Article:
Anybody that played Franchise/Be A GM mode in the popular EA Sports NHL series in the mid-2000’s will remember how easy it was to trade your way to an absolutely stacked roster. There was no salary cap, so the player could load up on talent so that they had guys like Brett Hull skating on their third line. Well, in the summer of 2001, real life Detroit Red Wings general manager Ken Holland plugged in his controller and went to work.
The Red Wings were already one of the best teams in the NHL at that point. They had won back-to-back championships in 1997 and 1998, and the core group from those teams remained in tact. They finished either first or second in the Central Division in the three seasons between the 1998 championship and the summer of 2001, but they only won two playoff series during that time. After a somewhat embarrassing first round exit at the hands of the Los Angeles Kings in the 2001 playoffs, Holland decided that his team needed a jolt.
It all started with a change in goal.
Red Wings Bring in “The Dominator”
After years of riding Chris Osgood as their number one guy in goal, the Red Wings and Holland decided that they needed to add a bit more talent in the crease. Luckily for them, the Buffalo Sabres had just been hit with a request from their goaltender to send him to a championship contender. That goaltender was Dominik Hasek, and the ensuing trade sent shockwaves throughout the NHL.
The Red Wings traded Slava Kozlov, a member of the famous “Russian Five” that helped lead Detroit to those championships in the late 90’s, and a first round pick to acquire the then-37-year-old netminder from Czechoslovakia – back when that was a thing. Hasek had just won his sixth Vezina Trophy as the league’s top goaltender, and had already cemented himself as one of the best to ever tend a crease in the NHL. Coincidentally, he also won back-to-back Hart Trophies (awarded to the league MVP) during the same years as Detroit’s back-to-back championships. With the Red Wings during the 2001-02 season, he had 41 wins, five shutouts and a .915 save percentage.
With the net secured, Holland then shifted his attention to the free agent market. These were the days before the salary cap, so teams with deep pockets like the Red Wings were able to throw as much money at a given player as they wanted. With a hole on the left side after trading Kozlov, Detroit’s GM knew he had to add a forward – but he wouldn’t stop at just one.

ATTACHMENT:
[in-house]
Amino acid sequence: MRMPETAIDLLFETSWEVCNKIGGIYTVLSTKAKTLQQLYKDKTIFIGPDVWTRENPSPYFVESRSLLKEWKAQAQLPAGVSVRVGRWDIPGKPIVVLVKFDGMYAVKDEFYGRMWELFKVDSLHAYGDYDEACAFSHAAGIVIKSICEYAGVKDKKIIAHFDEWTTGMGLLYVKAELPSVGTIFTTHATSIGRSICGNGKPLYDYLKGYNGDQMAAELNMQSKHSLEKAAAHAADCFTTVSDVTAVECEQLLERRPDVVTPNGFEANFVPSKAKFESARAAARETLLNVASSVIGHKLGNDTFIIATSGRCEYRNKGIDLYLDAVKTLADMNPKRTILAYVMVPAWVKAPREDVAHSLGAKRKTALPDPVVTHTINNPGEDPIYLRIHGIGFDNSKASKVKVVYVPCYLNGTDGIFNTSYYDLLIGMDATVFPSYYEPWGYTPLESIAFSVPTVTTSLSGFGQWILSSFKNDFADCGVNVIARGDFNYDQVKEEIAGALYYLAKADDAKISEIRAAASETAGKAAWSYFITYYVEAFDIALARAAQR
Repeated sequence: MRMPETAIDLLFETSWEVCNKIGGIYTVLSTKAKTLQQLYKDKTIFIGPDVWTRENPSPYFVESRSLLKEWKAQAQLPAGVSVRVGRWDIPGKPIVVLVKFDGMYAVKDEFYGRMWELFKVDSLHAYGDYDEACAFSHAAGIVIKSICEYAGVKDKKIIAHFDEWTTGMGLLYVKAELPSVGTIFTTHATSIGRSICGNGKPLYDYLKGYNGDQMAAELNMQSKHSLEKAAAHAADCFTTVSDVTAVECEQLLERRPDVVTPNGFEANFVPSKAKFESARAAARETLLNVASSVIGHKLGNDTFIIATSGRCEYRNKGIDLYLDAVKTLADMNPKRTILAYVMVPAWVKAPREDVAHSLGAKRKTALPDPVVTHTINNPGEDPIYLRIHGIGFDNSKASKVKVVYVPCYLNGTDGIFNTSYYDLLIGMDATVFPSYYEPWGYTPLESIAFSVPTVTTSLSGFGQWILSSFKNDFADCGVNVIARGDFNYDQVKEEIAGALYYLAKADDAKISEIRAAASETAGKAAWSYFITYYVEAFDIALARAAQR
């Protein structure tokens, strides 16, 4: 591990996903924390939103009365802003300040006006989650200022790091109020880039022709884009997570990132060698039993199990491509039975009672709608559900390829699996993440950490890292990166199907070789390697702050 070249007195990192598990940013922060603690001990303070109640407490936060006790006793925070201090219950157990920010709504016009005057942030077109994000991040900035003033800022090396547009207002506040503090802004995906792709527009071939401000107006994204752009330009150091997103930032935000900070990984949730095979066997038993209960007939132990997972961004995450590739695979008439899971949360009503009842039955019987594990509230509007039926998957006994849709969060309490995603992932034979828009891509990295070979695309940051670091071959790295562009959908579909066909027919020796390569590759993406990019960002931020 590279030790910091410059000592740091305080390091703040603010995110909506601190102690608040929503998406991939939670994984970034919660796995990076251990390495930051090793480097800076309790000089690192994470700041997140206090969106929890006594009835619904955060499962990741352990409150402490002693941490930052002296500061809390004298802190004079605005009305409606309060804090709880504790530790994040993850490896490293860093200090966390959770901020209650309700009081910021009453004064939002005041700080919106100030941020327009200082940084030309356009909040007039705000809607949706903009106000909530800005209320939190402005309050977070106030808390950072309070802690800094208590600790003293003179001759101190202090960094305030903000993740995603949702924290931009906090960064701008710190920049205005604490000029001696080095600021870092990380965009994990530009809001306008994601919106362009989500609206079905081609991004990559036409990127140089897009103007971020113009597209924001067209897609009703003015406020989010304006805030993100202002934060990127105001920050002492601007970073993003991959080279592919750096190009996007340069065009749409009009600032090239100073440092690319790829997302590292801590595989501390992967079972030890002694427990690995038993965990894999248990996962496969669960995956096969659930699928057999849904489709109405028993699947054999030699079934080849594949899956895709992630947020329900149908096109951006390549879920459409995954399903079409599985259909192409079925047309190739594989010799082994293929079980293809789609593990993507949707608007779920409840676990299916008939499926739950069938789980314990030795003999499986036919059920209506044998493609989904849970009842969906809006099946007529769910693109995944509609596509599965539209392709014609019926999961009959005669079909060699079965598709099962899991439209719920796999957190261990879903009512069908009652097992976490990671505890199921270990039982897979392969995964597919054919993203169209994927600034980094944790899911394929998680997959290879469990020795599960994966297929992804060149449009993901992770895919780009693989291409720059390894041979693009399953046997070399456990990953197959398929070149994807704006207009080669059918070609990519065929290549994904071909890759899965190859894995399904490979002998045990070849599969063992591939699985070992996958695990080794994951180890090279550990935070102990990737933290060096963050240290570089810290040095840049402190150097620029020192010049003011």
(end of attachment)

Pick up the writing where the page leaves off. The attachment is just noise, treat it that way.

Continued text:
Reinforcements Up Front
“The one thing I have left to do in my career is to win the Cup, and now I’m going to a team that has that chance,″ “Lucky” Luc Robitaille said during his introductory press conference after signing a two-year deal with the Red Wings. That same press conference is when Detroit formally introduced Hasek as a Red Wing as well. “That’s why I’m the happiest, first they get the ‘Dominator’ and then they get me,″ Robitaille, who played for the same Kings that knocked Detroit out of the playoff earlier that year, said with a smile (From “Luc Robitaille Signs With Red Wings”, AP News, 7/2/01)
Arguably the greatest left winger to ever play the game, Robitaille had already amassed over 1,200 points in the NHL when he signed with the Red Wings. While he was no spring chicken at 35 years old, he brought the same level of credibility to Detroit’s lineup as Hasek did from the goaltending position. Lucky Luc collected 30 goals and 50 points for the Red Wings that season.
But Holland wasn’t done adding yet. With well over 600 goals to his credit at the time, Brett Hull was one of the best pure goal-scorers in the league when he signed a two-year deal with Detroit in August 2001. He would notch 30 goals and 63 points for the Red Wings that season, but it was his role as a mentor for a couple of young players – and one in particular – that paved the way for the Red Wings’ success that season, and many years beyond.